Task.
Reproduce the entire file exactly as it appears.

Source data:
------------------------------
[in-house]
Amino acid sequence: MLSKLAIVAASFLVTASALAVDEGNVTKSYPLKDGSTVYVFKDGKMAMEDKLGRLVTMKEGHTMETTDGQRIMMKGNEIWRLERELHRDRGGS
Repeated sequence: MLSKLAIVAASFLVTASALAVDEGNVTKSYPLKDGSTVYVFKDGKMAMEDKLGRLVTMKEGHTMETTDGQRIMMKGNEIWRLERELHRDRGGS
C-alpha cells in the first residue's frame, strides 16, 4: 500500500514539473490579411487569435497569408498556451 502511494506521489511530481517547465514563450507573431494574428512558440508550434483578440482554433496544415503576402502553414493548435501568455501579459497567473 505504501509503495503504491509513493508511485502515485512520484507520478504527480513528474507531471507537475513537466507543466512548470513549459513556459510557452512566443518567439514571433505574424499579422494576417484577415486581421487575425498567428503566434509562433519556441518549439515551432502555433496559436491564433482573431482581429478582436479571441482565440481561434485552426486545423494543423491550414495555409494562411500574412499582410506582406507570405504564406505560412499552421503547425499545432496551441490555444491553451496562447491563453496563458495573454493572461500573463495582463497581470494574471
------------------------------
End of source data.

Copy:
[in-house]
Amino acid sequence: MLSKLAIVAASFLVTASALAVDEGNVTKSYPLKDGSTVYVFKDGKMAMEDKLGRLVTMKEGHTMETTDGQRIMMKGNEIWRLERELHRDRGGS
Repeated sequence: MLSKLAIVAASFLVTASALAVDEGNVTKSYPLKDGSTVYVFKDGKMAMEDKLGRLVTMKEGHTMETTDGQRIMMKGNEIWRLERELHRDRGGS
C-alpha cells in the first residue's frame, strides 16, 4: 500500500514539473490579411487569435497569408498556451 502511494506521489511530481517547465514563450507573431494574428512558440508550434483578440482554433496544415503576402502553414493548435501568455501579459497567473 505504501509503495503504491509513493508511485502515485512520484507520478504527480513528474507531471507537475513537466507543466512548470513549459513556459510557452512566443518567439514571433505574424499579422494576417484577415486581421487575425498567428503566434509562433519556441518549439515551432502555433496559436491564433482573431482581429478582436479571441482565440481561434485552426486545423494543423491550414495555409494562411500574412499582410506582406507570405504564406505560412499552421503547425499545432496551441490555444491553451496562447491563453496563458495573454493572461500573463495582463497581470494574471